We are glad to announce, that on December 6, 2013 our colleague and friend Nadzeya Kalbaska has successfully defended her PhD thesis: eLearning courses about National Tourism Destinations: Destination Management Organizations’ offers and travel agents’ perceptions and motivations.
Congratulations, Nadzeya, for the new title – PhD in Communication Sciences!
The Jury panel was composed by:
Prof. Cantoni Lorenzo, Università della Svizzera italiana (Switzerland)
Prof. Suggs Suzanne, Università della Svizzera italiana (Switzerland)
Prof. Alzua Aurkene, University of Deusto (Spain)
Prof. Baum Tom, University of Strathclyde (United Kingdom)
You may find the link to the PhD thesis and related acknowledgements here, while the summary of the research can be found below.
Limited research has been done previously on the use of Information and Communication Technologies (ICTs) as educational and training modes within the hospitality and tourism field. Travel agent training, certification processes and the use of ICTs to deliver training to the travel trade have been largely excluded from the previous academic research. This PhD thesis aimed to address this research gap with the purpose to understand eLearning offerings within the tourism field. It explored the use of eLearning courses created by Destination Management Organizations (DMOs) for the education and certification of their travel trade partners. Additionally, it investigated the reactions and motivations of the users – travel agents based in the United Kingdom, India and New Zealand – on those training activities. This thesis adopted a mixed method approach including both qualitative (benchmarking and case studies), and quantitative (online questionnaires and phone interviews) research instruments.
The research has analysed and tested the factors influencing travel agents’ participation in and awareness about eLearning courses about tourism destinations. Furthermore, this research has proposed and tested a sound empirically based theoretical framework for the evaluation of the motivational drivers in the specific context, those of travel agents on undertaking destinational eLearning courses.
This research suggests that eLearning courses represent a convenient mode of training, which gives a greater access to education for travel agents globally, especially to those based in geographically isolated locations. eLearning courses are financially viable from both the provider and the user perspective as well as enhance the performance of travel agents within their roles, and presumably the satisfaction of their current or potential clients. Travel agents undertake eLearning activities, as they believe them to be helpful in work-related tasks as well as are beneficial for updating needed knowledge. Additionally, travel agents appreciate the opportunity to study online, while being able to update their knowledge on their own pace and in a flexible environment. The research revealed that travel agents in the three studied countries are not attending eLearning courses about tourism destinations due to a desire to feel related to their managers or colleagues.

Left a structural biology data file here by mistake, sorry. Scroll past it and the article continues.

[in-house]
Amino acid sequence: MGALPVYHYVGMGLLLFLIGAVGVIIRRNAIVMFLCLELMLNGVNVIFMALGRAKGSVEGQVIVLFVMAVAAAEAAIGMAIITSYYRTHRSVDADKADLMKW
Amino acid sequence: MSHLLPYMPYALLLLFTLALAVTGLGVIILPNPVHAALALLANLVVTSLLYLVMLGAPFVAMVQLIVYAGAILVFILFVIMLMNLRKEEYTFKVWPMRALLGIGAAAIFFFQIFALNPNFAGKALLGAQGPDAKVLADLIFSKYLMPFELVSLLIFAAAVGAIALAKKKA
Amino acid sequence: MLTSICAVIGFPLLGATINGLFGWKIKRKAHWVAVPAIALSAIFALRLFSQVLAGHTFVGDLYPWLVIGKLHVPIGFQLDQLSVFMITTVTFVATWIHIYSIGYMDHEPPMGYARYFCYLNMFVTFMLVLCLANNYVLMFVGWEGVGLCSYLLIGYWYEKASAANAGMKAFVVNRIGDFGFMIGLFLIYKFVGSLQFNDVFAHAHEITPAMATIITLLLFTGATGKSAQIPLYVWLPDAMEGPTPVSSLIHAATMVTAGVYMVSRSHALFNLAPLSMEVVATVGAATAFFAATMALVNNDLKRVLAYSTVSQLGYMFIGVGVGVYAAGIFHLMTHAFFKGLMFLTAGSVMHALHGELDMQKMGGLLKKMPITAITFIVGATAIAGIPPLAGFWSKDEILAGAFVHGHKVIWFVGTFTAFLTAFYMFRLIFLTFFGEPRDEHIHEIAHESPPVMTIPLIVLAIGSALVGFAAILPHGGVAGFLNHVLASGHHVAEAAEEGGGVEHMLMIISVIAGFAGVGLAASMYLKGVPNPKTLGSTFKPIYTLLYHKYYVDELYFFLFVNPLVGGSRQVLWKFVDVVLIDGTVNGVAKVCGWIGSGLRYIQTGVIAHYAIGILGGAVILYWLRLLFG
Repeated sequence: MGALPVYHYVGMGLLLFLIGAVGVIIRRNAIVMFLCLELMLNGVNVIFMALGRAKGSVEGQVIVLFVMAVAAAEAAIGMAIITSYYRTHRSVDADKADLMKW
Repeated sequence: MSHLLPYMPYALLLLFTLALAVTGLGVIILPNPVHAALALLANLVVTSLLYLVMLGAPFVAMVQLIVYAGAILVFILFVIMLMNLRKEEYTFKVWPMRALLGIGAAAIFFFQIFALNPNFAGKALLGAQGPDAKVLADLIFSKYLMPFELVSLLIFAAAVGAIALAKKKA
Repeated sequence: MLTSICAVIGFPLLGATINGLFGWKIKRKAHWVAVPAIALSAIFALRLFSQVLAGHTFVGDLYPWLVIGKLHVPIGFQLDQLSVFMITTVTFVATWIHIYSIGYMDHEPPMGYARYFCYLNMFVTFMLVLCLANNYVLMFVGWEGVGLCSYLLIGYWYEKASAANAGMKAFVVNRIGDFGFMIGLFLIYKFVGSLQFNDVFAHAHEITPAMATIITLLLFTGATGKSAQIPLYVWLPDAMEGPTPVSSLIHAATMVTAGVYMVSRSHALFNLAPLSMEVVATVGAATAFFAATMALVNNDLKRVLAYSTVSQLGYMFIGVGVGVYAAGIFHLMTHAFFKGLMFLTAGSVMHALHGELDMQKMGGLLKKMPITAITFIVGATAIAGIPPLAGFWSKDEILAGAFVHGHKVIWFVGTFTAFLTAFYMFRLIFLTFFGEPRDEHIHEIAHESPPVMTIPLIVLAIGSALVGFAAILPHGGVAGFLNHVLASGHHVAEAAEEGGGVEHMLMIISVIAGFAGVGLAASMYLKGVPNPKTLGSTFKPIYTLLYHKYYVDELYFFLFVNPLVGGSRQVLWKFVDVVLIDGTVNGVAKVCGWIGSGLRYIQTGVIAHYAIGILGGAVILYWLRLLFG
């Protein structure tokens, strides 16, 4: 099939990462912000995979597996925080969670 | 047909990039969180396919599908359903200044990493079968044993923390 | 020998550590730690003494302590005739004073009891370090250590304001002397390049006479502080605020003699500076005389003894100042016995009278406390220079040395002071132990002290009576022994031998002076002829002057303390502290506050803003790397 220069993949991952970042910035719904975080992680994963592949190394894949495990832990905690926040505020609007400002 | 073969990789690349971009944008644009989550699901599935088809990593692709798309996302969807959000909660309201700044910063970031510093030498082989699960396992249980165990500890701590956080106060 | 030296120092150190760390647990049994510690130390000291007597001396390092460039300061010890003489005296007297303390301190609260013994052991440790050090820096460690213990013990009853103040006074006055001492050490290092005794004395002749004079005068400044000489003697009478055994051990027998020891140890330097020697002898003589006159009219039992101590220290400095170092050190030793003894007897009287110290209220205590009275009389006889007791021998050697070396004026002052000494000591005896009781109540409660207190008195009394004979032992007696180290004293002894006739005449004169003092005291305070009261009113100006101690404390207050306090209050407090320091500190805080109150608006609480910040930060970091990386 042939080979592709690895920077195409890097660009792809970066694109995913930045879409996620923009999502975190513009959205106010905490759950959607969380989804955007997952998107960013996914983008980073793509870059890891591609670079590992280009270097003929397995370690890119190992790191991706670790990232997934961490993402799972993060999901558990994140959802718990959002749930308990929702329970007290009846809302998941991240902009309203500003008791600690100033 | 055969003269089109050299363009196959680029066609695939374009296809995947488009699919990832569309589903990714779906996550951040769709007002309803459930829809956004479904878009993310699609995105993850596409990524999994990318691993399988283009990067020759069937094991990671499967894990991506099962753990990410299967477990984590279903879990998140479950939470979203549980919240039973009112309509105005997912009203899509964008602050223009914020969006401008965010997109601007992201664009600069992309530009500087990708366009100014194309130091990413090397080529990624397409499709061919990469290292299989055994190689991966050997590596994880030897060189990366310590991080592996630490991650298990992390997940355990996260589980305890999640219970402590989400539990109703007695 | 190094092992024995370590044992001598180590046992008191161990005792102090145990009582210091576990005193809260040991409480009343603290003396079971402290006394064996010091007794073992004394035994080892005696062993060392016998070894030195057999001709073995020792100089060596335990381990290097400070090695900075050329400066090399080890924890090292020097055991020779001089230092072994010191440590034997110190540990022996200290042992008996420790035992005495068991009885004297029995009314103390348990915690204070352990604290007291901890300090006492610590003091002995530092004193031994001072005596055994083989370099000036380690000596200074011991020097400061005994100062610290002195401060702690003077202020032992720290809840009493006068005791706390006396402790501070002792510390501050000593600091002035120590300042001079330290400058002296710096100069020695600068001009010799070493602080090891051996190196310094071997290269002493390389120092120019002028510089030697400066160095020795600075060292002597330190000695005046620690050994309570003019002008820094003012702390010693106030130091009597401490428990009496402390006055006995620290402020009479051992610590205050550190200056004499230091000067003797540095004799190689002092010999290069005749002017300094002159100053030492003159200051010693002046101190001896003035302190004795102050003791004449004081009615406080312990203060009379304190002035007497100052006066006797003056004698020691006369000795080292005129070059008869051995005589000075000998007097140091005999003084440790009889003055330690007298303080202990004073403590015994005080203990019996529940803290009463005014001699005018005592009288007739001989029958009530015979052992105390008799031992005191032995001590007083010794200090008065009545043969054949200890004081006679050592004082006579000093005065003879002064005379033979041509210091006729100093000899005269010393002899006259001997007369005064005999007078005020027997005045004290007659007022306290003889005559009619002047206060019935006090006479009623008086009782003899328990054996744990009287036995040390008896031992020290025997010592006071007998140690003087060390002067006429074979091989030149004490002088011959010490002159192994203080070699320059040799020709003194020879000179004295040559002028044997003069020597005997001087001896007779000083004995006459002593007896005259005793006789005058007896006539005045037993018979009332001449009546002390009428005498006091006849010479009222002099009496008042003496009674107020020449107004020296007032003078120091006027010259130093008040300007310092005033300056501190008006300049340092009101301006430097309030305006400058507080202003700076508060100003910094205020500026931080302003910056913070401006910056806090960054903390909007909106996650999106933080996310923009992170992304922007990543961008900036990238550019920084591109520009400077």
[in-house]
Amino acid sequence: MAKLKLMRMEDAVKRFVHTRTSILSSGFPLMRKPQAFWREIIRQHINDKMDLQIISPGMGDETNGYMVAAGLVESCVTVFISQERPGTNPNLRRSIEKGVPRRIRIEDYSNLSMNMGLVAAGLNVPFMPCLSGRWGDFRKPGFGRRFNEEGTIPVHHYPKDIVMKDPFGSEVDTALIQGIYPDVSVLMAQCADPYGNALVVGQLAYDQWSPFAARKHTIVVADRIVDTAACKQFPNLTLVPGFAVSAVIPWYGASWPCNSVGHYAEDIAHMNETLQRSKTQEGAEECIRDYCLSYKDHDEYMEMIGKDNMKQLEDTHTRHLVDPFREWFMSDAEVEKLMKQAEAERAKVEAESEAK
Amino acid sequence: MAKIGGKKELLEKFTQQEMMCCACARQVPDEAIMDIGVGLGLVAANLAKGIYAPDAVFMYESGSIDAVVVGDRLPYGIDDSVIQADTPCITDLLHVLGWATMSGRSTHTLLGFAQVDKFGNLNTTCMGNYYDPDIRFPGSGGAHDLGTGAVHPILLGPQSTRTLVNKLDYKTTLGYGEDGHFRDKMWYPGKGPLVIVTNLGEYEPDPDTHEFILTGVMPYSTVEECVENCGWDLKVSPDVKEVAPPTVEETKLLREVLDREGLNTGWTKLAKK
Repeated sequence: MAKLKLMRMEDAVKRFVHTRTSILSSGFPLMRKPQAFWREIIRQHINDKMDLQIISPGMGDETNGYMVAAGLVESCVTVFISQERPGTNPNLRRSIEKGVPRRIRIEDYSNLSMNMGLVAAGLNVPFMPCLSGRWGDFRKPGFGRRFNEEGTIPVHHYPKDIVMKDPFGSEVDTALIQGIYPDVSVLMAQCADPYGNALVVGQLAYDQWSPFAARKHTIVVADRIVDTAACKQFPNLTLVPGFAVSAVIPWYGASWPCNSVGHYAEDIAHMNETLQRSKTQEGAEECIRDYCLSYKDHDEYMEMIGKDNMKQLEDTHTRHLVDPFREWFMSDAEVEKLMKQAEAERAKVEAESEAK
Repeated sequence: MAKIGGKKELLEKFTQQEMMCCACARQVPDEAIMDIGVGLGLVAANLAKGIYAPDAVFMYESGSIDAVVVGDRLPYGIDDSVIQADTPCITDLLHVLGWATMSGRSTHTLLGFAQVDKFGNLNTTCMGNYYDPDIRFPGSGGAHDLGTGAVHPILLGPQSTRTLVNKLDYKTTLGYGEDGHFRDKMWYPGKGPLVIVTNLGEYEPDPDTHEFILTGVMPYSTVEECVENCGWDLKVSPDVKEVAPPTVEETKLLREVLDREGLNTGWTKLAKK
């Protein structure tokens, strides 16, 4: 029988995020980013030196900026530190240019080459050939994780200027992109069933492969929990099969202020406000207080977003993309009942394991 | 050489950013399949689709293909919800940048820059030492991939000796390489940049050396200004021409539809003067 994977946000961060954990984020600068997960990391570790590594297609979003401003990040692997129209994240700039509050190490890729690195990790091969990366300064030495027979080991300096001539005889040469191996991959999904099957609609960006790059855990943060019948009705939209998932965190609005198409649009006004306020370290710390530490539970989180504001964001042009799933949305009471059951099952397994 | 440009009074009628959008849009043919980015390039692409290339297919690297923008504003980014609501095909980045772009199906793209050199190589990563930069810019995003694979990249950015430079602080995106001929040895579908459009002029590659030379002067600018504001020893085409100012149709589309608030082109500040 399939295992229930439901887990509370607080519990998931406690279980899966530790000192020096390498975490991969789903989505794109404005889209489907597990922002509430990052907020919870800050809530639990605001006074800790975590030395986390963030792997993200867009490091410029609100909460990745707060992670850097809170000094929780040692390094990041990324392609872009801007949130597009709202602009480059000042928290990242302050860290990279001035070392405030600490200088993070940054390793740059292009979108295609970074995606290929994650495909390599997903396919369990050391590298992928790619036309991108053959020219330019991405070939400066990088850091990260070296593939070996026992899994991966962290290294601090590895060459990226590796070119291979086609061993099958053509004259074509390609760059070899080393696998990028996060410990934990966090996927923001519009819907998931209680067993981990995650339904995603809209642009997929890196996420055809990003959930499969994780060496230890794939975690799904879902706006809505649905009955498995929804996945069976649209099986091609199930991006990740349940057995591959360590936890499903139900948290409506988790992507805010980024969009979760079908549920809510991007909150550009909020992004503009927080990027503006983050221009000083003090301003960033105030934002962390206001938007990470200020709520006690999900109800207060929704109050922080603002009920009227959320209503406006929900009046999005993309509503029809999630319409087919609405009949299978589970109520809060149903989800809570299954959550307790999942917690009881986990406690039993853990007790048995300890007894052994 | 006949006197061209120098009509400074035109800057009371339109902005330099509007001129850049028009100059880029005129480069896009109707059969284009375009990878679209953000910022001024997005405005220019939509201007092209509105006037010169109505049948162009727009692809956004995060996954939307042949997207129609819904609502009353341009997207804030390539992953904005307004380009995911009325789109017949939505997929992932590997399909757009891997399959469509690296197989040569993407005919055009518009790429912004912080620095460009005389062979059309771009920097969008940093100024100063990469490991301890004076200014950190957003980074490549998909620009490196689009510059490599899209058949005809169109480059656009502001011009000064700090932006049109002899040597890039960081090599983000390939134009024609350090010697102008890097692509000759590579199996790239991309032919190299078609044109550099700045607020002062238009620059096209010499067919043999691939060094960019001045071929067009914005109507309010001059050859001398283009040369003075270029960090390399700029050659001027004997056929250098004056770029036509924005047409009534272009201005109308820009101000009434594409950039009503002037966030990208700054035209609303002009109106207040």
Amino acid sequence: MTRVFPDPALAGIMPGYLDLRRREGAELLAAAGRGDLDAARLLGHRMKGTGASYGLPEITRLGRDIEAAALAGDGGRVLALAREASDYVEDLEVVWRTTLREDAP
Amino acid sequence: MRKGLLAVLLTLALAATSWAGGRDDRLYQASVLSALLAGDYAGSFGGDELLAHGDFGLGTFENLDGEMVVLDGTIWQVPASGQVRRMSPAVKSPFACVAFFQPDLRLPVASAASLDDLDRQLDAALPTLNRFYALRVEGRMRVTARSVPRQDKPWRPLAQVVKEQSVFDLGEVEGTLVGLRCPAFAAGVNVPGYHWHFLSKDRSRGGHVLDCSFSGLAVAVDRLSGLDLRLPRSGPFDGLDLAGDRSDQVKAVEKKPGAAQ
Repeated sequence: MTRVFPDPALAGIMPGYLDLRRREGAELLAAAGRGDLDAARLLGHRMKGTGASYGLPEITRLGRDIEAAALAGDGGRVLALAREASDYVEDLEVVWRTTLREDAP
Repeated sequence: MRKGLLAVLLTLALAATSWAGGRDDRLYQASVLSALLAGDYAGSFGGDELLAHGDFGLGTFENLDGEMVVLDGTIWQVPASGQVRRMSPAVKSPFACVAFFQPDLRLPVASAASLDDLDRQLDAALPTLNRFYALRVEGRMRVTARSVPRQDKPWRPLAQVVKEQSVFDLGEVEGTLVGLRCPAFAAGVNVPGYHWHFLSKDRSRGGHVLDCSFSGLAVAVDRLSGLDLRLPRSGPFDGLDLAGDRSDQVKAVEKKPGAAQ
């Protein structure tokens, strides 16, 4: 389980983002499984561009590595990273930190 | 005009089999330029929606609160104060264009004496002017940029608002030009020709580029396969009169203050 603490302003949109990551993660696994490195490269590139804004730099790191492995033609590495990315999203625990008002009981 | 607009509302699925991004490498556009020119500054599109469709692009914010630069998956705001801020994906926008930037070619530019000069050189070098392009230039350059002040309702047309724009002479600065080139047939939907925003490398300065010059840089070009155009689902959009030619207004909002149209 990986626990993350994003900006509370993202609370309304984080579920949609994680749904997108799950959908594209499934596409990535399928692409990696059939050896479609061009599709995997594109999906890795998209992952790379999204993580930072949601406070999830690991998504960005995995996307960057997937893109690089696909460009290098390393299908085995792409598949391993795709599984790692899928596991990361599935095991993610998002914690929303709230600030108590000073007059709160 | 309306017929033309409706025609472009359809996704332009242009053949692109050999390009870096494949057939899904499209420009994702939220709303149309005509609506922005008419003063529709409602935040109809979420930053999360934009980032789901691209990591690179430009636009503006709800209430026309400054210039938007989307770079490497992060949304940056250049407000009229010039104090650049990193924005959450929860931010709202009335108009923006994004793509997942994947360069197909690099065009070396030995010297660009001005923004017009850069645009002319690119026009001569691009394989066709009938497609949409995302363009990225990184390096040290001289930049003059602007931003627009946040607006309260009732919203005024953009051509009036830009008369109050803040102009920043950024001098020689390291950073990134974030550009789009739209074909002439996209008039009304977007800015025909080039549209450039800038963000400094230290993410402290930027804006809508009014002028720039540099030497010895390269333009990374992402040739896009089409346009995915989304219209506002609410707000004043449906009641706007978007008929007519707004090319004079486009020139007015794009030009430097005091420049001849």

The study showed that participation in the eLearning courses depends on the country where travel agents are based, the type of agency they work for and their gender. While the age of the travel agents and their educational level did not show any significant influences on the participation level. At the same time, awareness about the existence of eLearning courses about tourism destinations depends on the county where travel agents are based, and doesn’t depend on their age, gender, type of agency they work for or their educational level.
This thesis provided the first empirical results in the field for the use of ICTs for Human Resource Management of the travel trade. It is the first extensive study on eLearning usages within on-the-job training in the hospitality and tourism industry. This study contributed to eTourism and eLearning literature, within a given professional family, that of the travel agent.
The results of the study also have industry implications, particularly the first understanding of the eLearning options through a benchmarking study of all existing national eLearning courses about tourism destinations as well as through two case studies, which presented the managerial perspective on the studied issue. Furthermore, marketing, trade partnership and training managers within national, regional and local tourism offices are presented with the first research on travel agents’ evaluation of eLearning training platforms, on the rates of awareness and participation in the United Kingdom, India and New Zealand and on their motivations on starting an online training activity. This research can help representatives of the DMOs to understand better the role of eLearning for travel agents, and, therefore, develop more efficient and effective strategies and actions in their trade and training partnerships globally.